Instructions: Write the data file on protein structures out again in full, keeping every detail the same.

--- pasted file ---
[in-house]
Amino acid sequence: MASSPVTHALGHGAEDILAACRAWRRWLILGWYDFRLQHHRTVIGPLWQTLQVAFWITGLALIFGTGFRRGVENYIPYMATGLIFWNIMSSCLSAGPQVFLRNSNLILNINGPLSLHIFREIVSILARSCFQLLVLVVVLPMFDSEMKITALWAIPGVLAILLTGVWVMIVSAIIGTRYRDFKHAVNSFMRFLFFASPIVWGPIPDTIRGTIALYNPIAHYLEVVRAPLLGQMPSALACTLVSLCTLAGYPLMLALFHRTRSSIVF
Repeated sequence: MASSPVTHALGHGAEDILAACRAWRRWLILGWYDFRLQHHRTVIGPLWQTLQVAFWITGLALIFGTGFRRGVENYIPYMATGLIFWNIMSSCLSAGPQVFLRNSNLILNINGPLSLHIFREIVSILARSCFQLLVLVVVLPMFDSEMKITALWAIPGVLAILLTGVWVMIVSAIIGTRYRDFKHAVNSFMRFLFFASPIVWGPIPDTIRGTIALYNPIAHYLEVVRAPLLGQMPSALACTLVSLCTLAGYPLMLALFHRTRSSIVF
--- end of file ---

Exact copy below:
[in-house]
Amino acid sequence: MASSPVTHALGHGAEDILAACRAWRRWLILGWYDFRLQHHRTVIGPLWQTLQVAFWITGLALIFGTGFRRGVENYIPYMATGLIFWNIMSSCLSAGPQVFLRNSNLILNINGPLSLHIFREIVSILARSCFQLLVLVVVLPMFDSEMKITALWAIPGVLAILLTGVWVMIVSAIIGTRYRDFKHAVNSFMRFLFFASPIVWGPIPDTIRGTIALYNPIAHYLEVVRAPLLGQMPSALACTLVSLCTLAGYPLMLALFHRTRSSIVF
Repeated sequence: MASSPVTHALGHGAEDILAACRAWRRWLILGWYDFRLQHHRTVIGPLWQTLQVAFWITGLALIFGTGFRRGVENYIPYMATGLIFWNIMSSCLSAGPQVFLRNSNLILNINGPLSLHIFREIVSILARSCFQLLVLVVVLPMFDSEMKITALWAIPGVLAILLTGVWVMIVSAIIGTRYRDFKHAVNSFMRFLFFASPIVWGPIPDTIRGTIALYNPIAHYLEVVRAPLLGQMPSALACTLVSLCTLAGYPLMLALFHRTRSSIVF